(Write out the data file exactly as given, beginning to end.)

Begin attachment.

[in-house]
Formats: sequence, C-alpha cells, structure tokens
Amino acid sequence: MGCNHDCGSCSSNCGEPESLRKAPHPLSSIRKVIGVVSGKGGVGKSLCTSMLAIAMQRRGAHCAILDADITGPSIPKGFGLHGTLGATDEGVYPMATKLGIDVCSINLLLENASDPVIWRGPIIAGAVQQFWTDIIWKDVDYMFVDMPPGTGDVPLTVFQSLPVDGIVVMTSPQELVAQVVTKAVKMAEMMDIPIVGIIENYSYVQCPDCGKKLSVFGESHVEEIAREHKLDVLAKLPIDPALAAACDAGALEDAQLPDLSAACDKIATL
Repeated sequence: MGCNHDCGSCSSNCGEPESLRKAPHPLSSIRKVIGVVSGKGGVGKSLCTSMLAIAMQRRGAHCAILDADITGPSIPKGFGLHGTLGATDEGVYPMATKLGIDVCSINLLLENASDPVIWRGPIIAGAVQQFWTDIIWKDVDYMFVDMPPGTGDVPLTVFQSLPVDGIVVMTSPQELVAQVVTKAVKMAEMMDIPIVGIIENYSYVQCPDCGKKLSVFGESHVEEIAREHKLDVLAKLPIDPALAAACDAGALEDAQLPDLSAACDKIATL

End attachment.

[in-house]
Formats: sequence, C-alpha cells, structure tokens
Amino acid sequence: MGCNHDCGSCSSNCGEPESLRKAPHPLSSIRKVIGVVSGKGGVGKSLCTSMLAIAMQRRGAHCAILDADITGPSIPKGFGLHGTLGATDEGVYPMATKLGIDVCSINLLLENASDPVIWRGPIIAGAVQQFWTDIIWKDVDYMFVDMPPGTGDVPLTVFQSLPVDGIVVMTSPQELVAQVVTKAVKMAEMMDIPIVGIIENYSYVQCPDCGKKLSVFGESHVEEIAREHKLDVLAKLPIDPALAAACDAGALEDAQLPDLSAACDKIATL
Repeated sequence: MGCNHDCGSCSSNCGEPESLRKAPHPLSSIRKVIGVVSGKGGVGKSLCTSMLAIAMQRRGAHCAILDADITGPSIPKGFGLHGTLGATDEGVYPMATKLGIDVCSINLLLENASDPVIWRGPIIAGAVQQFWTDIIWKDVDYMFVDMPPGTGDVPLTVFQSLPVDGIVVMTSPQELVAQVVTKAVKMAEMMDIPIVGIIENYSYVQCPDCGKKLSVFGESHVEEIAREHKLDVLAKLPIDPALAAACDAGALEDAQLPDLSAACDKIATL